• Too much or not enough sleep
  • Not eating a regular diet
  • Intense fear or anxiety
  • Drug or alcohol use
  • Suicidal ideation (talking about being a burden or giving away possessions) or plans

“You know your child best. If you are unsure if your child is having a rough time or if there is something more serious going on, it is best to reach out to a counselor or doctor to be sure,” says Champion. “Always err on the side of caution.”

If it appears a student does need help, what next? Talking to a school counselor can be a good first step, since they are easily accessible and free to visit.

“Just getting students to talk about their struggles with a trusted adult is huge,” says Champion. “When I meet with students and/or their families, I work with them to help identify the issues they are facing. I listen and recommend next steps, such as referring families to mental health resources in their local areas.”

Just as parents would take their child to a doctor for a sprained ankle, they shouldn’t be afraid to ask for help if a child is struggling mentally or emotionally. Parents also need to realize that they may not be able to help them on their own, no matter how much love and support they have to offer.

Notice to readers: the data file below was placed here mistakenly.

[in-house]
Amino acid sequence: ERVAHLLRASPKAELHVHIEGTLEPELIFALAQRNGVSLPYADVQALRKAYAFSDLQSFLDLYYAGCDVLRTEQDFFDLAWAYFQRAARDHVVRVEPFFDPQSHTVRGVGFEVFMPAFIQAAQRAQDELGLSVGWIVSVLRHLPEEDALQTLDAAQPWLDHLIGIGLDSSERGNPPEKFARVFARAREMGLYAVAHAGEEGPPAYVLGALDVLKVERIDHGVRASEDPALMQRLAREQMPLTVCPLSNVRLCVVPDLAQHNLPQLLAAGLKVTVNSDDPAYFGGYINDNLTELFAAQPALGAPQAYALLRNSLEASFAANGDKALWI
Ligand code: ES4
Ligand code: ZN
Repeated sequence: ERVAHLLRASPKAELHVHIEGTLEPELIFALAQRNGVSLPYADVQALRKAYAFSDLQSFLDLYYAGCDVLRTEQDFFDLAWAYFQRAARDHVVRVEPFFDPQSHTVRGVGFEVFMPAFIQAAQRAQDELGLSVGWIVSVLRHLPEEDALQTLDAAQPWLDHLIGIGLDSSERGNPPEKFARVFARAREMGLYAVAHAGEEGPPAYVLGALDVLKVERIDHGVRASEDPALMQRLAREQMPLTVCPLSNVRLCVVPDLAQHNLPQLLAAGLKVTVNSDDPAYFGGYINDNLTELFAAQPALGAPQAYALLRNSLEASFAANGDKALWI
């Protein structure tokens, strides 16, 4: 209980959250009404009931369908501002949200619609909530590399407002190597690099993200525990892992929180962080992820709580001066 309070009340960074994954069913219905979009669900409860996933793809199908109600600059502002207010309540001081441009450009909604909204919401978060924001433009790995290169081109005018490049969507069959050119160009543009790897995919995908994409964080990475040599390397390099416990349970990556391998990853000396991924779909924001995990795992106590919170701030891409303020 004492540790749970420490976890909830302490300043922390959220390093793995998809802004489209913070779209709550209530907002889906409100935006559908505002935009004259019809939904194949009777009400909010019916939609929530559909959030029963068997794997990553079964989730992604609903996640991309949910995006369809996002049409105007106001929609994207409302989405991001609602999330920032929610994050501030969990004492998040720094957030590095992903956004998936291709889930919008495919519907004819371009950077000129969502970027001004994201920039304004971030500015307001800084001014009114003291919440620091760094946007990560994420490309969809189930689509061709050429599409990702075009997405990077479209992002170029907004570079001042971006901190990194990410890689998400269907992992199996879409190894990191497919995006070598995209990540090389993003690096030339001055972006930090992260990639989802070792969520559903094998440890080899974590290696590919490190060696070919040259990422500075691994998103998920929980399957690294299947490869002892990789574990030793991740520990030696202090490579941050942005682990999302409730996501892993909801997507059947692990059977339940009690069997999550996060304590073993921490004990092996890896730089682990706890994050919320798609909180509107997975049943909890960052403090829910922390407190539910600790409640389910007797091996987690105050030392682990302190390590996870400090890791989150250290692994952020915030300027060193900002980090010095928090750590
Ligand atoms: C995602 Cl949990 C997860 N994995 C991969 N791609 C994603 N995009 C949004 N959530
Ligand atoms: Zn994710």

“That is a hard concept to accept when parents can feel solely responsible for their child’s welfare and well-being,” says Champion. “The adage still stands—it takes a village to raise a child. Be sure you are surrounding yourself and your child with a great support system to help tackle life’s many challenges.”

That village can include everyone from close family to local community members to public figures. Helping young people learn to manage their mental health is a gift we can all contribute to, one that will serve them for a lifetime.

Join athletes, Connections Academy and Upworthy for candid discussions on mental health during Mental Health Awareness Month. Learn more and find resources here.